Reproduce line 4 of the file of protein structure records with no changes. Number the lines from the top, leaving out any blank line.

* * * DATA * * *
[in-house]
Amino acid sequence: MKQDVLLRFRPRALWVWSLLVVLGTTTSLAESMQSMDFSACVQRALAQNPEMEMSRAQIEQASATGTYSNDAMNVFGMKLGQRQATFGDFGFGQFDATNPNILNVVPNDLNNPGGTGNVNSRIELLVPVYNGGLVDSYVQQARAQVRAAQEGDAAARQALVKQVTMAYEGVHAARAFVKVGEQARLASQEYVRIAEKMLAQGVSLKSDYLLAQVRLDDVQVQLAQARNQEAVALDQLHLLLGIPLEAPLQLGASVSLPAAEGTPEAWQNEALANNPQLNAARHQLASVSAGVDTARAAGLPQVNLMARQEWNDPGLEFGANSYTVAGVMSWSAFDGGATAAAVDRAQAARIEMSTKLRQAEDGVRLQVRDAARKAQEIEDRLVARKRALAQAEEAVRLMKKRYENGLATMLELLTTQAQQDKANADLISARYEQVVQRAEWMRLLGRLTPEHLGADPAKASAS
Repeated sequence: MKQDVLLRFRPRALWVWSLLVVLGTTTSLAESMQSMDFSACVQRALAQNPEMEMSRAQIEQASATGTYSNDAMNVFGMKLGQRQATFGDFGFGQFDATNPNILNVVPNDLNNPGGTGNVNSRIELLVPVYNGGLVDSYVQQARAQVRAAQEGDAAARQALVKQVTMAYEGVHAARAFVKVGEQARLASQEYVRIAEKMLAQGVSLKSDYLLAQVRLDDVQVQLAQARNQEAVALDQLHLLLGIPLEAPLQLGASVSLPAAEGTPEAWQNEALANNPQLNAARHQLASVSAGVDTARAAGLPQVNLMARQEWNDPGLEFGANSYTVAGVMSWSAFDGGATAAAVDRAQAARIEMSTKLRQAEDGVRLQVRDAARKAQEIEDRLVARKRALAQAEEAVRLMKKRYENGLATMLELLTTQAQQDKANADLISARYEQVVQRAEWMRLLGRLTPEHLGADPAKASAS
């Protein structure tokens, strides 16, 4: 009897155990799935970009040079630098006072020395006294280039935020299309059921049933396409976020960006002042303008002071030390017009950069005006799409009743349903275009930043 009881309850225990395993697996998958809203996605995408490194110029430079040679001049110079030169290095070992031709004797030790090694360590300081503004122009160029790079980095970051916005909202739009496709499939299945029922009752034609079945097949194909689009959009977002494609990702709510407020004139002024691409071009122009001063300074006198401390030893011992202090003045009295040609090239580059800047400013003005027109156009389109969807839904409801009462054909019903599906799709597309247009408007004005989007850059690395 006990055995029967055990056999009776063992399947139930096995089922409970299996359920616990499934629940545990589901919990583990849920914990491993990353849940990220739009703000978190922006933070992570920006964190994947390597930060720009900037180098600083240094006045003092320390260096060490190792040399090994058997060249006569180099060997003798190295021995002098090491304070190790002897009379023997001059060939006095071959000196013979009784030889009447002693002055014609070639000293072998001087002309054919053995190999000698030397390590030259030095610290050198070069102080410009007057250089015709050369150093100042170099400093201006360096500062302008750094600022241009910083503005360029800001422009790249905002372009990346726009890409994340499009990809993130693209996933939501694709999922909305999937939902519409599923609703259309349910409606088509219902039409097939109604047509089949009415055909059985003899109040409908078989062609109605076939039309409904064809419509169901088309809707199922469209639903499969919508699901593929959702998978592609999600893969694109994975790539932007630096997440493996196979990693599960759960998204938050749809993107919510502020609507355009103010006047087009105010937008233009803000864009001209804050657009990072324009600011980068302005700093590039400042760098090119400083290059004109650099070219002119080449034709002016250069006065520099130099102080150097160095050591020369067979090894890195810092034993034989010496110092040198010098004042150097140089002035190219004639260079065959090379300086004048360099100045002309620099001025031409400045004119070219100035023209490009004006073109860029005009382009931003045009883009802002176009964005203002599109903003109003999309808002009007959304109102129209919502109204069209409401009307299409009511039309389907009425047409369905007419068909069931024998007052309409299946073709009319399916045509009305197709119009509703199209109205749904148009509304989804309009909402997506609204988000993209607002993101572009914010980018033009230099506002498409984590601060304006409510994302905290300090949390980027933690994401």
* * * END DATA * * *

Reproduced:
């Protein structure tokens, strides 16, 4: 009897155990799935970009040079630098006072020395006294280039935020299309059921049933396409976020960006002042303008002071030390017009950069005006799409009743349903275009930043 009881309850225990395993697996998958809203996605995408490194110029430079040679001049110079030169290095070992031709004797030790090694360590300081503004122009160029790079980095970051916005909202739009496709499939299945029922009752034609079945097949194909689009959009977002494609990702709510407020004139002024691409071009122009001063300074006198401390030893011992202090003045009295040609090239580059800047400013003005027109156009389109969807839904409801009462054909019903599906799709597309247009408007004005989007850059690395 006990055995029967055990056999009776063992399947139930096995089922409970299996359920616990499934629940545990589901919990583990849920914990491993990353849940990220739009703000978190922006933070992570920006964190994947390597930060720009900037180098600083240094006045003092320390260096060490190792040399090994058997060249006569180099060997003798190295021995002098090491304070190790002897009379023997001059060939006095071959000196013979009784030889009447002693002055014609070639000293072998001087002309054919053995190999000698030397390590030259030095610290050198070069102080410009007057250089015709050369150093100042170099400093201006360096500062302008750094600022241009910083503005360029800001422009790249905002372009990346726009890409994340499009990809993130693209996933939501694709999922909305999937939902519409599923609703259309349910409606088509219902039409097939109604047509089949009415055909059985003899109040409908078989062609109605076939039309409904064809419509169901088309809707199922469209639903499969919508699901593929959702998978592609999600893969694109994975790539932007630096997440493996196979990693599960759960998204938050749809993107919510502020609507355009103010006047087009105010937008233009803000864009001209804050657009990072324009600011980068302005700093590039400042760098090119400083290059004109650099070219002119080449034709002016250069006065520099130099102080150097160095050591020369067979090894890195810092034993034989010496110092040198010098004042150097140089002035190219004639260079065959090379300086004048360099100045002309620099001025031409400045004119070219100035023209490009004006073109860029005009382009931003045009883009802002176009964005203002599109903003109003999309808002009007959304109102129209919502109204069209409401009307299409009511039309389907009425047409369905007419068909069931024998007052309409299946073709009319399916045509009305197709119009509703199209109205749904148009509304989804309009909402997506609204988000993209607002993101572009914010980018033009230099506002498409984590601060304006409510994302905290300090949390980027933690994401």